Nicklas Backstrom, the first line center and alternate captain for the Washington Capitals, is very likely to reach the 1,000 point mark before the end of his NHL career.
With the Caps’ most recent 4-2 win against the Calgary Flames, Backstrom now ties Connor McDavid for the most assists in the league with 57. His 78 points is also the fifth highest in the league. For Backstrom, being one of the league’s leaders in points is nothing new — since the 2012-13 season, he’s never once fallen below the top 20. This year in fact may turn out to be Backstrom’s best season in terms of placement in the league.
So far in his career, Backstrom has produced 186 goals and 534 assists for a total of 720 career points. He is the Capitals’ all-time leader in assists — a record that he will likely hold well into the foreseeable future. Teammate Alex Ovechkin, who has the second most all-time assists with 477, is not likely to catch up to Backstrom anytime soon.
For the Swedish center, who will be turning 30 in November of this year, there is still a long road ahead of him unless he chooses to end his career early. With an average of 71 points per year since his debut with the Caps in 2007, Backstrom has a likely chance of joining the exclusive 1,000 point club if he maintains his performance in the seasons to come. To date, only 86 players have ever reached this milestone, Ovechkin, Henrik Sedin and Sidney Crosby being the most recent ones to do so.
As the son of a former professional hockey player, Backstrom’s talent on the ice comes as hardly surprising. Backstrom’s father, Anders, also played for Brynas IF — the same team that Backstrom spent two seasons with before joining the NHL.
Backstrom became a first-line center for Brynas IF during the 2005-06 season, his second year with the team. Despite having not recorded a point the season before, he had 10 goals and 16 assists in 46 games to become Rookie of the Year.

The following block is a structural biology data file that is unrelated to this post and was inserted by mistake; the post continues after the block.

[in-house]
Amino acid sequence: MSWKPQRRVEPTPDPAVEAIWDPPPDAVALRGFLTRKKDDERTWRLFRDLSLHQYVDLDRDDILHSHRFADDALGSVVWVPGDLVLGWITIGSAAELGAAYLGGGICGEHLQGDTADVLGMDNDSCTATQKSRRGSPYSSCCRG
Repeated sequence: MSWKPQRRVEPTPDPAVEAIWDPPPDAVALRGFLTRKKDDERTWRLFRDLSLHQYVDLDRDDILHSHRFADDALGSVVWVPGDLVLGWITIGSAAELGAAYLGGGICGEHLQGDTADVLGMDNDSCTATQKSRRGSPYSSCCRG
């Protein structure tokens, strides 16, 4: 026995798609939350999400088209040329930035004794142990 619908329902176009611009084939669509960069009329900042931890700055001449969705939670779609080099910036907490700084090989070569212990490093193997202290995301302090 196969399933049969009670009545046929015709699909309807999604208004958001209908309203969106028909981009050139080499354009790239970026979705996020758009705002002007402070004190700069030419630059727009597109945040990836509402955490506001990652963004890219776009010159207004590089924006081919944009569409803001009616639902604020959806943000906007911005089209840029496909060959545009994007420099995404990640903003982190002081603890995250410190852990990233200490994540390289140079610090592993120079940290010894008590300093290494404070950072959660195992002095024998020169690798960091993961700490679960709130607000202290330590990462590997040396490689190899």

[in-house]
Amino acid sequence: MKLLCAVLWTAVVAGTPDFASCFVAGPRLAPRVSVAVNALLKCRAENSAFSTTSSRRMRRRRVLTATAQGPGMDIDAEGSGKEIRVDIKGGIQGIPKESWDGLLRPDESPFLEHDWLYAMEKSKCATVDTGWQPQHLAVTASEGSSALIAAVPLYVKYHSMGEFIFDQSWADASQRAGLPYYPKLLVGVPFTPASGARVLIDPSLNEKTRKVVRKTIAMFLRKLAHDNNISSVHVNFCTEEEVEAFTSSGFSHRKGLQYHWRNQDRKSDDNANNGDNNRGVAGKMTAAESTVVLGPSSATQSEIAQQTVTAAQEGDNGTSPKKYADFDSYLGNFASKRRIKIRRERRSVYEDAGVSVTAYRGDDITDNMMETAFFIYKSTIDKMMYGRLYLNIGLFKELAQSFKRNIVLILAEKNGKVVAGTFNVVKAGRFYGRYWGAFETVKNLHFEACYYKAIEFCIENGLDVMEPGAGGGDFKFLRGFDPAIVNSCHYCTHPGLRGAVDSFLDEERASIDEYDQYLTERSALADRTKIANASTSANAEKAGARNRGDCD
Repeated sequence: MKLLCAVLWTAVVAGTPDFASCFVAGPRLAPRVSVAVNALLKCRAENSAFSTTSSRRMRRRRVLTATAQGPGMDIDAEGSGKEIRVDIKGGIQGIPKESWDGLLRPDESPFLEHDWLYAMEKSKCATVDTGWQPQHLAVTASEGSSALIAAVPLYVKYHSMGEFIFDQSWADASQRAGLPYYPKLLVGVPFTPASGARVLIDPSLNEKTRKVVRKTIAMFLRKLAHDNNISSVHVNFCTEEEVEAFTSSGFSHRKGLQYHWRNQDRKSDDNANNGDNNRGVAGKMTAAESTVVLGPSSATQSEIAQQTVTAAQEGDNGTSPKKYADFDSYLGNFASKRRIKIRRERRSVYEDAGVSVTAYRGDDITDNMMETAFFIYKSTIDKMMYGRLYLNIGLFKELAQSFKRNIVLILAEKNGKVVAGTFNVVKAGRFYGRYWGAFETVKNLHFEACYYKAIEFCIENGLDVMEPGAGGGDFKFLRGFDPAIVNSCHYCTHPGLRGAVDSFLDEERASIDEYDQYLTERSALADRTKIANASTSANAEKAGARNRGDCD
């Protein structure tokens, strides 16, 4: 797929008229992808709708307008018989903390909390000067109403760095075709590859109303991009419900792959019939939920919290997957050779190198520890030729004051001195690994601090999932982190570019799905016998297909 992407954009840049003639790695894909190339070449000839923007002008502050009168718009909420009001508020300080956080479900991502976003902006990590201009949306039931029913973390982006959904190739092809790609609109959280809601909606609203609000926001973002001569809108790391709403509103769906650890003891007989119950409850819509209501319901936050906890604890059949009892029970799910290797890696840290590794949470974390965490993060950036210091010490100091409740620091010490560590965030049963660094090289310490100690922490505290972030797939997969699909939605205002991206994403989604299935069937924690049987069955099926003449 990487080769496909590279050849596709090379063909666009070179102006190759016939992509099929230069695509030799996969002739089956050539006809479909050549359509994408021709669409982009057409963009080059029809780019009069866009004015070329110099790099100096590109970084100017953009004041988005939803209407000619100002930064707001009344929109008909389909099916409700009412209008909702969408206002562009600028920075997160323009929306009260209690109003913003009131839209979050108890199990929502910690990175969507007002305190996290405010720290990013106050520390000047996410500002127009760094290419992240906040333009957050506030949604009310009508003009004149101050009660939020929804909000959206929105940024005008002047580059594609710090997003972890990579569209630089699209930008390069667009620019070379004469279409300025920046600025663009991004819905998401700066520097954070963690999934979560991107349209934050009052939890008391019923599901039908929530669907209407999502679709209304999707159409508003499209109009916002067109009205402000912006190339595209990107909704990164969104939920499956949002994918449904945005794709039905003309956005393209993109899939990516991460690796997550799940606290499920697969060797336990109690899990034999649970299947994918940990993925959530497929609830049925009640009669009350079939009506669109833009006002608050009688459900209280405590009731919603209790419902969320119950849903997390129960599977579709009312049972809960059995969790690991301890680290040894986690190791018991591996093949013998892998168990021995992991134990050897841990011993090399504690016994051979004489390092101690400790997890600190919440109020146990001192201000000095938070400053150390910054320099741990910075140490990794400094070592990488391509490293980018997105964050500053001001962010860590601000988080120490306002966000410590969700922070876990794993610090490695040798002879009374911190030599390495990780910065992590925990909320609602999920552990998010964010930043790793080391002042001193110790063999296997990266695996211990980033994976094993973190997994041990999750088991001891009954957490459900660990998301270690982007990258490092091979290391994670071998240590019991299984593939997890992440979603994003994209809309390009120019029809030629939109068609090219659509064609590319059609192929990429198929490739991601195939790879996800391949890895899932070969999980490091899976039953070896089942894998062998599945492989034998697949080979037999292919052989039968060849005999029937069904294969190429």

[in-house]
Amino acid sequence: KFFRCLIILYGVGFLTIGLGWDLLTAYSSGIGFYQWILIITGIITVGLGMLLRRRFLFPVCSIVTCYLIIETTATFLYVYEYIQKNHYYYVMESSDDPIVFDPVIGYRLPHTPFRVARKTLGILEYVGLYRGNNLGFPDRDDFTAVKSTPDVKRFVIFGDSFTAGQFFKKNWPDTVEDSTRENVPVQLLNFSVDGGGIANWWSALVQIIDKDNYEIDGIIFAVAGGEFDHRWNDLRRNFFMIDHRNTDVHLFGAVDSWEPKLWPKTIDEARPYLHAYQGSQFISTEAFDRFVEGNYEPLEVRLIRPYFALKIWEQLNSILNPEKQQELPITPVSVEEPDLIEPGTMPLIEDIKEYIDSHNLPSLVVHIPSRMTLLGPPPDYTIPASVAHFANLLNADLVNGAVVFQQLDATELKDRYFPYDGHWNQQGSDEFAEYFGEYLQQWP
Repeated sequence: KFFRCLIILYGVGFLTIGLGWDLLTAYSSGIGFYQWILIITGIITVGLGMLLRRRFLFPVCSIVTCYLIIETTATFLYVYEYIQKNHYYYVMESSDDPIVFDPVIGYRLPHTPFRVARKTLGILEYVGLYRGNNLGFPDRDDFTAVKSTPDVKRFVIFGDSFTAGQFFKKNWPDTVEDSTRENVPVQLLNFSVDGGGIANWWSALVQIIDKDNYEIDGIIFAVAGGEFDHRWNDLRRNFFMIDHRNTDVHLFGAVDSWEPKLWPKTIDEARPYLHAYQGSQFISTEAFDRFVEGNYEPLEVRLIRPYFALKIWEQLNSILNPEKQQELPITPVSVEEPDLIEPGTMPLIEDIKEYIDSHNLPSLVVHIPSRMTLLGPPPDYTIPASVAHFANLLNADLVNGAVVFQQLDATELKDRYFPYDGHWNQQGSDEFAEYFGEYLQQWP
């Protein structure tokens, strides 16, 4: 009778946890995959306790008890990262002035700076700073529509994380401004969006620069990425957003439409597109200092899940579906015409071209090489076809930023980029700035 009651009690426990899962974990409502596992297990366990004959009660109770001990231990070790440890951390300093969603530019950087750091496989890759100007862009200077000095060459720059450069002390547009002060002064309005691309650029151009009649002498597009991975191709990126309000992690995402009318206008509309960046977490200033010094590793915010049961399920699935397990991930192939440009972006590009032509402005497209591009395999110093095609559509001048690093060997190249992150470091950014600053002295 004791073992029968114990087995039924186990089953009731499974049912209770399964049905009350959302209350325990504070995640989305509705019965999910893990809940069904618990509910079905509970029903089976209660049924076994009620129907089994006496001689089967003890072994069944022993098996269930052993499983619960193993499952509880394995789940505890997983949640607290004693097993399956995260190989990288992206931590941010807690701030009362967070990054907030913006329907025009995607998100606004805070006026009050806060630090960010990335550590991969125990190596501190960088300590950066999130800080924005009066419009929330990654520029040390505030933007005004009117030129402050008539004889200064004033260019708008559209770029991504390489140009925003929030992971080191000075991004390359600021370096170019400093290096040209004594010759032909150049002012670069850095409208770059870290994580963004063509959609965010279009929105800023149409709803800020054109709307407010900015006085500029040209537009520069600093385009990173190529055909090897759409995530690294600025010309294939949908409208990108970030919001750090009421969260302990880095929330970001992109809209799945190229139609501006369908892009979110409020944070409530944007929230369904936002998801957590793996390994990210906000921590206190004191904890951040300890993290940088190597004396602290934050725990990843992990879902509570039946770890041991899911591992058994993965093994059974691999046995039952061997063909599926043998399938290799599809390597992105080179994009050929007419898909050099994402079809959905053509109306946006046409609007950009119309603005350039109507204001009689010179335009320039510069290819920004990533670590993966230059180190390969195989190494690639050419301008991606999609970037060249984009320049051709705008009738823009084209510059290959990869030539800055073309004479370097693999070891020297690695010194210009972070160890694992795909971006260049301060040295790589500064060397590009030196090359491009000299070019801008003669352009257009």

In 2006, a year after his debut with Brynas IF, Backstrom received his NHL draft in 2006. The Capitals selected him fourth overall, which is to date the fourth highest-drafted Swedish player in league history — only behind Mats Sundin and the Sedin twins. Despite his high draft selection, Backstrom didn’t join Washington until the 2007-08 season, deciding to stay with Brynas for another season.
To date, Backstrom is also the youngest player to have played for Team Sweden in an Ice Hockey World Championship tournament. At the age of 18 in 2006, he won a gold medal with the Swedish National Team.
Proving His Prowess
Backstrom started his time with Washington as a second line center, but it didn’t take him long to move to the first line. Midway through the 2007-08 season, Michael Nylander — who was first line center at the time — suffered an injury to his rotary cuff. For Backstrom, the move to the first line was a rite of passage that signaled his rise to stardom.
Since his NHL debut in 2007, Backstrom has proven himself a capable playmaker with a knack for enabling scoring plays. Much of it has to do with his ability to maneuver the puck through traffic. He is very capable when it comes to handling the puck and making the right passes to the right individuals.
Backstrom also bring a strong element of consistency onto the ice, which helps to explain why he is consistently a points leader in the league. Anytime that he picks up points, Backstrom would often go on lengthy scoring streaks. Back in January, he had a point streak that lasted a total of 10 games, which no other Capital has matched this season. Even during his worst season was in 2010-11, Backstrom still managed 65 points in 77 games.
Not Alone on the Scoring Line
Backstrom’s status as a star isn’t by any means an individual effort. As a playmaker, his ability to pick up points comes in large part through the help of Ovechkin and T. J. Oshie, his wingers. Ovechkin and Oshie are both renowned for being capable scorers in the league, which makes the Backstrom line a deadly terror in the attacking zone. In Washington’s recent game against the Tampa Bay Lightning, Backstrom was able to tally four assists thanks to a hat trick by Oshie. More recently against the Flames, Backstrom had three assists in a game where both his linemates scored.
Oshie may be a more recent addition to the Capitals, but Ovechkin has been Backstrom’s teammate since his debut season and that’s been enough to make him a consistent leader in points. During the 2014-15 season, 33 of Backstrom’s 60 assists were on Ovechkin’s goals. That year, Ovechkin and Backstrom led the league in goals and assists respectively. So long as Backstrom has capable linemates, racking up points is not any difficult task for him.
While Backstrom’s future remains to be seen, few can doubt that the Swedish star will hit the four digits at some point in his career just based on his overall performance and the number of years he has remaining.
I am a Vancouver-based sports journalist currently reporting for The Ubyssey, the campus newspaper of the University of British Columbia. Sports I have covered before include hockey, basketball, football, baseball, volleyball, rugby, field hockey, swimming and track and field.